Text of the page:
Here's my column from this week's Observer...
Every Friday at lunch I cry. Not because the week is over. Oh no. I cry with laughter.
Friday is one of the days my improv team and I meet to work on skills and scenes. We participate in the annual Kingston Improv Games and perform at school functions. Lately, we just meet for fun.
Sometimes, my group embarks on a journey to change a light bulb in the style of a Greek Myth. Other times, they tell the story of an everyday invention. The stories can be silly, divergent, random, and entertaining, but there's always one thing in common: they are truly in-the-moment. Anytime the scenes become too rehearsed or when we try to recycle an idea, the energy is lost.
This is the joy of improv. Other than the time spent developing team dynamics, the students create spontaneously. There are magical moments where someone says a perfect pun or a scene ties together seamlessly. There's no preparation, no paperwork, no stress. Just the power of the present.
They say that people who laugh live longer. I also find that these little pockets of humour in my week allow me to cope with other stresses better. After all, if we can laugh at ourselves, we can forgive ourselves. Laughing together unites us, makes us appreciate our shared humanity. We learn that humour doesn't come at someone else's expense (unless it's a re-enactment of a certain political leader being hit by a shoe).
I think it's good for the kids too, to just have a good belly laugh and then go back to worrying about marks and homework with a lighter heart. As adults, sometimes we like to diminish the problems of youth. They have no bills, no kids, no responsibility. What could they have to worry about?
I'm one of those people who saves all of my journals. When I look back at my writing from high school, I'm amazed at the fear and insecurity of my teenage self. In photos from those days, I looked so confident, with my black eyeliner and spiral perm. In my graduation photo, I'm ready to save the world. I'm glad I have these journals to remember the reality of my problems. I wrote about the Gulf War and how sick I felt about it all. I raged about nuclear weapons. The night of the Montreal Massacre, I wrote pages of stilted prose about how I never wanted to leave home to attend university. I wrote about feeling misunderstood. Not to mention the heartbreak of young love. Sigh.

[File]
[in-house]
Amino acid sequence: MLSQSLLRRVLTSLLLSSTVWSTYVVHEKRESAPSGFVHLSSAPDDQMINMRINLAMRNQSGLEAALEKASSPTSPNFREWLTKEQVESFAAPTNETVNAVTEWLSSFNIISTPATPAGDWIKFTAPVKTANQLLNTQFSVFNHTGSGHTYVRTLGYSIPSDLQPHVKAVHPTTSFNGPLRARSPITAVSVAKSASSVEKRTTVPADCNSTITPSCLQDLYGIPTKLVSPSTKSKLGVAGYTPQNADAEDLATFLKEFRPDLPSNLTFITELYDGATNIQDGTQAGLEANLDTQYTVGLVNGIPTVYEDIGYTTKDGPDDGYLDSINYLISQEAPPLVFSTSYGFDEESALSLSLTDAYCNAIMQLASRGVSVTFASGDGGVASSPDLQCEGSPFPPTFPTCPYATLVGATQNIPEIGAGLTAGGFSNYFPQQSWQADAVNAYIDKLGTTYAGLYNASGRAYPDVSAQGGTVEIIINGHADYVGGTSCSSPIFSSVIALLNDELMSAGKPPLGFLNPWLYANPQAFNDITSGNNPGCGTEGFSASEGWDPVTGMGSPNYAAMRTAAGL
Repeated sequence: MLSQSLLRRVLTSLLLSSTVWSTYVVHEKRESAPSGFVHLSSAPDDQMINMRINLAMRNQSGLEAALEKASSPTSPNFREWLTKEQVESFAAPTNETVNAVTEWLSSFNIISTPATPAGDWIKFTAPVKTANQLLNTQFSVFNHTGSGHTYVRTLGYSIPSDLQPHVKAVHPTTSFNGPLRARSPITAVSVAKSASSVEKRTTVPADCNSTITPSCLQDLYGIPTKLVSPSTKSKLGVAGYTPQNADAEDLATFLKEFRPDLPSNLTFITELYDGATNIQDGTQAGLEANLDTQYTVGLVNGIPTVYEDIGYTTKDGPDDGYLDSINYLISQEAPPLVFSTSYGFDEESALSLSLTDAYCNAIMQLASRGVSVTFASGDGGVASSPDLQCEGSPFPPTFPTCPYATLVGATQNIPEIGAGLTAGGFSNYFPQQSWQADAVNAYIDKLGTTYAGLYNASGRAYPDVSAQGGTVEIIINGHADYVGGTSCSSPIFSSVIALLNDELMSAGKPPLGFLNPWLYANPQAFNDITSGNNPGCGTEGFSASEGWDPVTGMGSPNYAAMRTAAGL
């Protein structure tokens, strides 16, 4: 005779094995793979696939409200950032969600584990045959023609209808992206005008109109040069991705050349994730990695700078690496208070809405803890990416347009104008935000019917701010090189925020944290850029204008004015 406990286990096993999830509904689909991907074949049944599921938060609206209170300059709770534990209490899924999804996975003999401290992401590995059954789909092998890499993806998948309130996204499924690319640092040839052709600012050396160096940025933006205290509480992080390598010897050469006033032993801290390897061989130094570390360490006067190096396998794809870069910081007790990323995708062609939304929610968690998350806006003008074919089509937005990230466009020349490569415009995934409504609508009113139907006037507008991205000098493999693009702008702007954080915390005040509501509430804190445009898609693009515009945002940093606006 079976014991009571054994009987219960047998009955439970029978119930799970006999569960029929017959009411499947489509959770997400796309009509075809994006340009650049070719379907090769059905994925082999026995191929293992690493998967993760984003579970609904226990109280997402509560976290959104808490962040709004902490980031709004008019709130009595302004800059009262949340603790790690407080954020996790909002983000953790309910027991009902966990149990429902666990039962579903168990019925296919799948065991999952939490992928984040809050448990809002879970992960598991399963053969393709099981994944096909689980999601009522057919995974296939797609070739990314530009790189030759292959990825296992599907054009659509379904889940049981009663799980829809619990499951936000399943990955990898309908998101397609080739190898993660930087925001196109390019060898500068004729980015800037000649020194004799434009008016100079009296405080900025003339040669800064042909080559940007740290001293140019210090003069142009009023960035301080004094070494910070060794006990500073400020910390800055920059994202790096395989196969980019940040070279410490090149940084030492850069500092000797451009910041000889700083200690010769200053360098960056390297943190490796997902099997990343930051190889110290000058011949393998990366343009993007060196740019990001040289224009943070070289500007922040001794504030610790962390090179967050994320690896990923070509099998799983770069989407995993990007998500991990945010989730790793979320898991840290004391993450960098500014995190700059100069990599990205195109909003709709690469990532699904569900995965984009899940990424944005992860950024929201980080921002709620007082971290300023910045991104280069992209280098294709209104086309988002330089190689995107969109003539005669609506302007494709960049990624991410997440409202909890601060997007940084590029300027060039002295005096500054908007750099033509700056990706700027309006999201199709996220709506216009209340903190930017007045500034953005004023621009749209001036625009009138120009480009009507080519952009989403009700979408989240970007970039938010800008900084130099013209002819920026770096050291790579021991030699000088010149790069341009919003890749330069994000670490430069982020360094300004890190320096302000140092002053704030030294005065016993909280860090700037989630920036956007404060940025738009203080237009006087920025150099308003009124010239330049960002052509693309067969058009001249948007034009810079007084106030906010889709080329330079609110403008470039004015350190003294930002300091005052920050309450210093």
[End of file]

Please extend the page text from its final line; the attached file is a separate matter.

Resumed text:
So, I'm glad I know that my fears were real. And that the anxiety was real. Today, as a high school teacher, I try to remember that. That's why I make a place for laughter in my week. In the face of academic and social pressure, we need it. Awareness hurts and adolescence is a time of increased awareness of both self and society.
My point is, we all need a good chuckle. We aren't ignoring the bigger problems that need solving. While my improv team pretends to be a herd of rabid goats or sings mock Broadway show tunes, the earth still needs saving. Genocide devastates nations. People starve. But I think that taking the time to laugh gives us the energy to go back out into a world that can be awfully darn depressing. Maybe it even gives us enough fuel to do some good.
So I must say that I'm grateful to my band of improv-ers. They remind me of the importance of the present moment. They remind me of the power of stories. And they give me an excuse to laugh out loud. Thanks to them, I'll grow older with laugh lines rather than wrinkles.